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I'm well aware of the state of Britain in 1979 thank you - by all means continue to patronise me by suggesting that just because we come to different conclusions about the medicine Nurse Thatcher doled out, and its efficacy, I must be ignorant. I shan't descend to that level myself.
I was giving you the benefit of the doubt. Ignorance is preferable to foolishness.

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That final paragraph is fantasy land hyperbole of your own hardly worth bothering with.
ORLY? Three day weeks and the Winter of Discontent isn't evidence of a country on the verge of complete economic collapse? Please, tell me more.

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She increased spending, yes, but demand was also increasing faster than spending, so the budget available per patient fell over her period of office and due to a deep ideological unwillingness to pay a decent salary to public sector workers, the NHS was afflicted with deep crises caused by lack of nurses and other staff. The NHS in the 80s was largely a basket case, as Glenda Jackson alluded to her in Commons speech yesterday.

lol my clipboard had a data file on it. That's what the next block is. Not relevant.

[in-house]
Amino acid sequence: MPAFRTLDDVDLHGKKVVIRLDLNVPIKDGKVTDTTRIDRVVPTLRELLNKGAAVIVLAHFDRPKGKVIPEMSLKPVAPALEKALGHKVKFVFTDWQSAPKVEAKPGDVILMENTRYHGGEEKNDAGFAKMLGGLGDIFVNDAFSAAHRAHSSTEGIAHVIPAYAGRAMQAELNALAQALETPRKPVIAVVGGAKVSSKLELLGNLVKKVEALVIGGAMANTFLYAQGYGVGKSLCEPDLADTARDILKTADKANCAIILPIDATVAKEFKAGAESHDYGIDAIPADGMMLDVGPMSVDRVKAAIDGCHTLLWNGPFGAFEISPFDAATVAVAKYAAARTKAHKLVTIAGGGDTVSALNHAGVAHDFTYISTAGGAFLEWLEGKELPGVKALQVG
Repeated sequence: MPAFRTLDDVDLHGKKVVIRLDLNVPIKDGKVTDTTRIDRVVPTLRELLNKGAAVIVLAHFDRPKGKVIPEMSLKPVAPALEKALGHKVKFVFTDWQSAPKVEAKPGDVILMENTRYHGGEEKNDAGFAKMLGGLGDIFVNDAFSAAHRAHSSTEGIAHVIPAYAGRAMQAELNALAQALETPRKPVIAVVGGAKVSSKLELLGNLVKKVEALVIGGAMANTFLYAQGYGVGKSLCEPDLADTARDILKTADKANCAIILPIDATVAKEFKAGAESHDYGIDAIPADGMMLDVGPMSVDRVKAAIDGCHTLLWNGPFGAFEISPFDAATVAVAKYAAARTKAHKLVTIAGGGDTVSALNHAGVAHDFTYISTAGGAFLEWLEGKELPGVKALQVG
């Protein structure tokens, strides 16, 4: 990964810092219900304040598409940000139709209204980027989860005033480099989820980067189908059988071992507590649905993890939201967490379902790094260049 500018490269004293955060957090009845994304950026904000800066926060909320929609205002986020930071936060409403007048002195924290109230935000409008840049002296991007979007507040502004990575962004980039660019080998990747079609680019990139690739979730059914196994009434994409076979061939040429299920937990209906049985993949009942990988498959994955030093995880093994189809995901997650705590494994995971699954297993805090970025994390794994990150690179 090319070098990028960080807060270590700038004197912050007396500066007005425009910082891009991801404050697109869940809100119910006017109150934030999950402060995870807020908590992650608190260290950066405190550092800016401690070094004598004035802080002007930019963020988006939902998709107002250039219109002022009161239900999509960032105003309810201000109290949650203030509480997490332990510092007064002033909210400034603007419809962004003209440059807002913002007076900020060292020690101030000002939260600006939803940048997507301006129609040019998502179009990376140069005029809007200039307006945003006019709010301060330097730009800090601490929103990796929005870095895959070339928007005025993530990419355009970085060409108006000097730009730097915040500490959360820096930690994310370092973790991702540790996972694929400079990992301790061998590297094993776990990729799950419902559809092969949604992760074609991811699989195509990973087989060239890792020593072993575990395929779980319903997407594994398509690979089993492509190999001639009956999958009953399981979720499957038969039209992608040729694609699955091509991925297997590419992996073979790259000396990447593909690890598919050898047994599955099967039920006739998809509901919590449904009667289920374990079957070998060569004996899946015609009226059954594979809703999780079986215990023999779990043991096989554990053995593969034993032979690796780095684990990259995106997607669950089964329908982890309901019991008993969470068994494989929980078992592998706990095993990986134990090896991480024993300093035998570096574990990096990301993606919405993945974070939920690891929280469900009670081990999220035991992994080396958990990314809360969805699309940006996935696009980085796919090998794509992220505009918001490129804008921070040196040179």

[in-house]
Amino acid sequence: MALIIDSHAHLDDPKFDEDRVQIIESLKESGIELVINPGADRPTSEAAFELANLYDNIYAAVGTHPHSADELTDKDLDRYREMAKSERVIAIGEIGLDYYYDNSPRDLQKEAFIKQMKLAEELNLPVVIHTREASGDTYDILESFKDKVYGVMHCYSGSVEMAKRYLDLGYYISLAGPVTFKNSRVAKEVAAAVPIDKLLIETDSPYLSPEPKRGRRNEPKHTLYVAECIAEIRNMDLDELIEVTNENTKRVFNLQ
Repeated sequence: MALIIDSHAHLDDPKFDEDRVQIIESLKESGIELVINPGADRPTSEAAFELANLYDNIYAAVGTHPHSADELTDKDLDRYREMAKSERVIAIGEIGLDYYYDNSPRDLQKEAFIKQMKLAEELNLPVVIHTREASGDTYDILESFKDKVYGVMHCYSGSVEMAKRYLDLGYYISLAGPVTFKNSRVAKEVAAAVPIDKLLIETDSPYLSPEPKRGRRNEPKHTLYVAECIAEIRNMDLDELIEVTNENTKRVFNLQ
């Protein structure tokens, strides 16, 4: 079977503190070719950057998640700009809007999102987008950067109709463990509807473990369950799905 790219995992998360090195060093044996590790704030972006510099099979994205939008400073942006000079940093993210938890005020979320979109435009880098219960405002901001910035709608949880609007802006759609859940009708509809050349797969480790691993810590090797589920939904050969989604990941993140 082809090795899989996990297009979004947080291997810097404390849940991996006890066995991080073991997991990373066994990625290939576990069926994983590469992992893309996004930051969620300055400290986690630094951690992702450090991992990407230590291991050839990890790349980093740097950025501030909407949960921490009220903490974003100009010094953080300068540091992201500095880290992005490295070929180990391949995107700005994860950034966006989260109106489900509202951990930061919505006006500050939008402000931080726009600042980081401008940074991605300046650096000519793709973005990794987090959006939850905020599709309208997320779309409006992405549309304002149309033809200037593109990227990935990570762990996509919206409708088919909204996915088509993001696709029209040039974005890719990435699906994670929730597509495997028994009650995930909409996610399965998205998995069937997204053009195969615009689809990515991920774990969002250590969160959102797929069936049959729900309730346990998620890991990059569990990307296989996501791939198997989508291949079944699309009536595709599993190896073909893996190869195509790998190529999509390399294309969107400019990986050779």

When times are tough, belts have to be tightened. The NHS was given a high funding priority, relatively speaking, which shows that it was indeed valued by the Thatcher government.

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As for the unions, they desperately needed to be brought back under the rule of law in the 1980s and she did so. They did not need to be smashed. They needed to be reformed so that they returned to their position as securing fair and sustainable terms with the management on behalf of their members.
The unions are exactly where they should be, and the last quarter of a century has shown we're much better off because of it.